Real Estate Law
Compiled by John H. "Jack" Miller III and Michael A. Jacobs
This article contains a summary of bills enacted by the 88th Texas Legislature related to real estate law and should not be relied on as a complete list of bills affecting this area or a full description of any bill. The summaries below are extracted from a report prepared for the State Bar of Texas Real Estate, Probate & Trust Law Section by the Texas Real Estate and Probate Institute; the report was authored by John H. “Jack” Miller and Michael Jacobs and the following other Texas lawyers: James L. Dougherty Jr., Claire M. Barber, Samantha Dyal, Sarah P. Senterfitt, Richard A. Crow, Mark McPherson, John Absher, John P. Barnes, Kacy Cigarroa, Lorin Williams Combs, Stephen A. Cooney, Mark Hines, Jerry Lott Jr., Tom Misteli, Christy Pennington, Lindsey Jandal Postula, Ashlee Ross, Stephen B. “Steve” Schulte, Jason Smith, James I. Wiedemer, and Brenda A. Hard-Wilson.
HB 2127 amends the Agriculture Code, Finance Code, and Property Code among other codes. The bill, effective September 1, 2023, is called the “Death Star” bill by its opponents and properly known as the Texas Regulatory Consistency Act. HB 2127 specifically prohibits municipalities and counties from adopting, maintaining, or enforcing ordinances or rules that are inconsistent with state law by adding preemption language. HB 2127 adds the following preemption language to the Property Code in new Section 1.004(a), which reads as follows:
“Unless expressly authorized by another statue, a municipality or county may not adopt, enforce, or maintain an ordinance, order, or rule regulating conduct in a field of regulation that is occupied by a provision of this code. An ordinance, order, or rule that violates this section is void, unenforceable, and inconsistent with this code.”
New subsection 1.004(b) to the Property Code indicates that an ordinance, order, or rule regulating evictions or otherwise prohibiting, restricting, or delaying delivery of a notice to vacate or filing of a suit to recover possession of premises is a field occupied by the Property Code.
HB 2022 amends Property Code Sections 27.001, 27.002(b), 27.003, 27.0042(a), and 27.006; adds Property Code Sections 27.008 and 27.009; and repeals Property Code Sections 27.004(l), 27.0042(b), and 27.007(c). The bill, effective September 1, 2023, revises several definitions concerning residential construction liability and removes cross-references to the Texas Residential Construction Commission Act.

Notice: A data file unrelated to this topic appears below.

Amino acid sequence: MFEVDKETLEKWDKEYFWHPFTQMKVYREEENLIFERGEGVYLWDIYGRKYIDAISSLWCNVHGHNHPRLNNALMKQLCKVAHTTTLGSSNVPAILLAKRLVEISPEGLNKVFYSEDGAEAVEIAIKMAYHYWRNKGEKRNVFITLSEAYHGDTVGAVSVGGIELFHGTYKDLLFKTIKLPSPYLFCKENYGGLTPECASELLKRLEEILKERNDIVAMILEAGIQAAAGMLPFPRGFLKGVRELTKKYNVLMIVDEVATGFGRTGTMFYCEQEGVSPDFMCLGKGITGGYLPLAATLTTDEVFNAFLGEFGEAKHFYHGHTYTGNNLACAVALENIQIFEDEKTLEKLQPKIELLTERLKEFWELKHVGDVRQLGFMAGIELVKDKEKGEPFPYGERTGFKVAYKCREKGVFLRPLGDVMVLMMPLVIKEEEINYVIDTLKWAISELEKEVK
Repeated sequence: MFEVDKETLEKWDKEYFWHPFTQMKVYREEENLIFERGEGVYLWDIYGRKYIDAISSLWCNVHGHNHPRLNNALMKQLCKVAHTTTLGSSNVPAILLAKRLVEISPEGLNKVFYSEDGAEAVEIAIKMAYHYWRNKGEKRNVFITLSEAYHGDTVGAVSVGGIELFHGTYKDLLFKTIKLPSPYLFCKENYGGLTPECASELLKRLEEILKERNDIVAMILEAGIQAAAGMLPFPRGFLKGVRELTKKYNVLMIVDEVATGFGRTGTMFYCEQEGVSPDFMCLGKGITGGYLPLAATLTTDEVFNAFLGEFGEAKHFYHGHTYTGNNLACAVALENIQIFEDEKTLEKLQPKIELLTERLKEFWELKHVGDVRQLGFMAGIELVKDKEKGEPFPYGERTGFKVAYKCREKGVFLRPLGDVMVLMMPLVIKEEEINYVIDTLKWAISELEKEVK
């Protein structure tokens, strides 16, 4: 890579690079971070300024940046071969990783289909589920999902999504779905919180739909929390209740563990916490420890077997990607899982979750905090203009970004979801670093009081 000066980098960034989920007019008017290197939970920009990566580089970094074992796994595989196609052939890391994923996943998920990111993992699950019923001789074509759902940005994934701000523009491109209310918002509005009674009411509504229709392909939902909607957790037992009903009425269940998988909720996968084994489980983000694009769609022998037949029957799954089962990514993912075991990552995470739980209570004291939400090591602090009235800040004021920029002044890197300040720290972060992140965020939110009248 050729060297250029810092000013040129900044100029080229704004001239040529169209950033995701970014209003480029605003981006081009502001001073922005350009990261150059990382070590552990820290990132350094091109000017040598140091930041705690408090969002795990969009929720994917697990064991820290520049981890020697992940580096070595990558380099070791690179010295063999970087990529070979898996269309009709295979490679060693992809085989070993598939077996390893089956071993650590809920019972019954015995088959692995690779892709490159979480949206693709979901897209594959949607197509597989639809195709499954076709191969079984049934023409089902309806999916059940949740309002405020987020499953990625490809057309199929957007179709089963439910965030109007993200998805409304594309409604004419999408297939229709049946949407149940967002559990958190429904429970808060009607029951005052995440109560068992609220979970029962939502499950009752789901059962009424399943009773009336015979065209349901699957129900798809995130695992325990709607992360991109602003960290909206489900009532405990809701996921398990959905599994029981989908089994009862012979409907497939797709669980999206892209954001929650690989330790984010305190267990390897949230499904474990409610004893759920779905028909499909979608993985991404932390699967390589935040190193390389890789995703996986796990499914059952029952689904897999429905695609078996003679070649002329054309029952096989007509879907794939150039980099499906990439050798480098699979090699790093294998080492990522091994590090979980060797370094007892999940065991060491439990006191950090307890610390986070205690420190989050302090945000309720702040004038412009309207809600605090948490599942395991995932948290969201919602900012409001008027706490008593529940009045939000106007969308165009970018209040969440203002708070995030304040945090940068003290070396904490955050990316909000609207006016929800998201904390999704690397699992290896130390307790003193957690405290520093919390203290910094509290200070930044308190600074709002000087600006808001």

HB 3485 adds Government Code Section 2251.0521 and Property Code Section 28.0091. The bill is effective September 1, 2023. The bill allows contractors and subcontractors under public and private contracts to not proceed with additional work under a contract if they have not received a fully signed change order for the work and the value of all additional work not described in such order plus the value of any previous additional work for which there was no fully signed change order exceeds 10% of the original contract amount. The contactor or subcontractor who doesn’t proceed with additional work is not responsible for damages caused by not proceeding.
HB 207 amends Property Code Section 41.0022. The bill is effective September 1, 2023. HB 207 establishes that certain qualified conveyances by individuals to entities, including conveyances by an individual to certain related entities (entities that are partially or wholly owned directly or indirectly by the individual or the individual’s spouse) and conveyances of parcels that are not urban homesteads, are not shams or pretended sales. HB 207 clarifies that those transactions, and/or related liens, may not be determined to be void under Texas law including Texas Constitution Article XVI, Section 50(c) and, as a result, individuals are estopped from claiming sham or pretended sale or claiming homestead rights to avoid the conveyance or a related lien. HB 207 does not apply to parcels with residences of less than 10 acres that are urban homesteads under Section 41.002(a) of the Texas Property Code. There is not a corresponding constitutional amendment to go with HB 207 that would amend the constitution. To satisfy the definition of the statute, the conveyance must (1) take place at least 30 days prior to granting a lien; (2) not be the individual’s residence at the time of the conveyance; (3) not be a parcel contiguous to the individual’s residence; (4) not include conditions of defeasance (a provision that the conveyance will be null and void if some condition is occurs); and (5) be accompanied by a recorded “Affidavit Regarding Conveyance To An Entity” that must include several statements by the individual, including evidence that the transaction meets all of the foregoing conditions; that the individual after having reviewed the affidavit and having an opportunity to meet with an attorney, acknowledges that they are estopped from claiming that the transaction is a sham or pretended sale or that the individual has not abandoned homestead rights; that the individual understands that, if the parcel is specially taxed an open space land, “the entity must reapply in its own name by the applicable filing deadline.”